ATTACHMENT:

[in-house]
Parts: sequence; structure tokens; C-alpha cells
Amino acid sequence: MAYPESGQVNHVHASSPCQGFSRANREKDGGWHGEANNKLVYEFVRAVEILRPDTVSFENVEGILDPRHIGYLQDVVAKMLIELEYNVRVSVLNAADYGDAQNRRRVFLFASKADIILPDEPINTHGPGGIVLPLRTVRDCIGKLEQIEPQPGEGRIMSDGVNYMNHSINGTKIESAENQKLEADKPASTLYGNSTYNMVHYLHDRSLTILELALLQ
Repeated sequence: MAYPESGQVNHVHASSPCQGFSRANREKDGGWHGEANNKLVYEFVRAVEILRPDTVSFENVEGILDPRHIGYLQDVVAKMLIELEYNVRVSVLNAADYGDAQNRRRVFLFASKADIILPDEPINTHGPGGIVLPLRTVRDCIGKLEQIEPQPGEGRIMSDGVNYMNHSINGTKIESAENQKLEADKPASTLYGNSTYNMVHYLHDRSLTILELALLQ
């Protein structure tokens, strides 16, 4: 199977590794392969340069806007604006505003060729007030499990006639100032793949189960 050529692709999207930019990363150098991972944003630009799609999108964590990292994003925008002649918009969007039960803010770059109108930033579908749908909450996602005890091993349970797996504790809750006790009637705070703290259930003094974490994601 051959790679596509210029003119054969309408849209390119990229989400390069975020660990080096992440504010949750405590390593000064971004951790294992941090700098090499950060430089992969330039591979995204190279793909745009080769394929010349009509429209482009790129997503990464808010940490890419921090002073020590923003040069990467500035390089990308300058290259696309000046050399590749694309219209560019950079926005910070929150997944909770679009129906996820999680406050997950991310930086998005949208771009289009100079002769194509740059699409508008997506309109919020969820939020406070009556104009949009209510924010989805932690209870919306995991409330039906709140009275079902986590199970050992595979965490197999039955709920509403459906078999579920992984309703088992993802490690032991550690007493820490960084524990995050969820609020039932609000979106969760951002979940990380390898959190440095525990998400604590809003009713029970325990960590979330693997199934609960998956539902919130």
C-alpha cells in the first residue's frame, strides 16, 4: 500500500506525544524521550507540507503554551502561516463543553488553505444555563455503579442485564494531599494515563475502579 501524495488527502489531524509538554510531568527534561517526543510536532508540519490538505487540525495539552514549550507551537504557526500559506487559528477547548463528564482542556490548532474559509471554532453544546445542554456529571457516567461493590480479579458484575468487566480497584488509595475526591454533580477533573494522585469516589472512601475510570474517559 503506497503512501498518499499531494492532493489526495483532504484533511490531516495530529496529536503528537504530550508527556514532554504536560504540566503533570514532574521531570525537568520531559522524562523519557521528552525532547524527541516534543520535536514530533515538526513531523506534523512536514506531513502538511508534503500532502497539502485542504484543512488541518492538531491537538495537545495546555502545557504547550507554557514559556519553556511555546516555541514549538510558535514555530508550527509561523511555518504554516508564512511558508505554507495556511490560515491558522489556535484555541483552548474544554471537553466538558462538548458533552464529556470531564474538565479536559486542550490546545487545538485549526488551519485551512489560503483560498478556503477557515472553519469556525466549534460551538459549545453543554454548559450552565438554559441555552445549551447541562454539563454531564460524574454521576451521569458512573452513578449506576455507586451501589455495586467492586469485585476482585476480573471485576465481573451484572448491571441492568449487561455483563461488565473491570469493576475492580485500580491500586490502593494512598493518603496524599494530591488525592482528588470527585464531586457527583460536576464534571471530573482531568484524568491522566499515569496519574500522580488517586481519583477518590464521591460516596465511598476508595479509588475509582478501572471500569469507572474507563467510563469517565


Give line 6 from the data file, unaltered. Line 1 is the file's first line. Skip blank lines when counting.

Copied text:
C-alpha cells in the first residue's frame, strides 16, 4: 500500500506525544524521550507540507503554551502561516463543553488553505444555563455503579442485564494531599494515563475502579 501524495488527502489531524509538554510531568527534561517526543510536532508540519490538505487540525495539552514549550507551537504557526500559506487559528477547548463528564482542556490548532474559509471554532453544546445542554456529571457516567461493590480479579458484575468487566480497584488509595475526591454533580477533573494522585469516589472512601475510570474517559 503506497503512501498518499499531494492532493489526495483532504484533511490531516495530529496529536503528537504530550508527556514532554504536560504540566503533570514532574521531570525537568520531559522524562523519557521528552525532547524527541516534543520535536514530533515538526513531523506534523512536514506531513502538511508534503500532502497539502485542504484543512488541518492538531491537538495537545495546555502545557504547550507554557514559556519553556511555546516555541514549538510558535514555530508550527509561523511555518504554516508564512511558508505554507495556511490560515491558522489556535484555541483552548474544554471537553466538558462538548458533552464529556470531564474538565479536559486542550490546545487545538485549526488551519485551512489560503483560498478556503477557515472553519469556525466549534460551538459549545453543554454548559450552565438554559441555552445549551447541562454539563454531564460524574454521576451521569458512573452513578449506576455507586451501589455495586467492586469485585476482585476480573471485576465481573451484572448491571441492568449487561455483563461488565473491570469493576475492580485500580491500586490502593494512598493518603496524599494530591488525592482528588470527585464531586457527583460536576464534571471530573482531568484524568491522566499515569496519574500522580488517586481519583477518590464521591460516596465511598476508595479509588475509582478501572471500569469507572474507563467510563469517565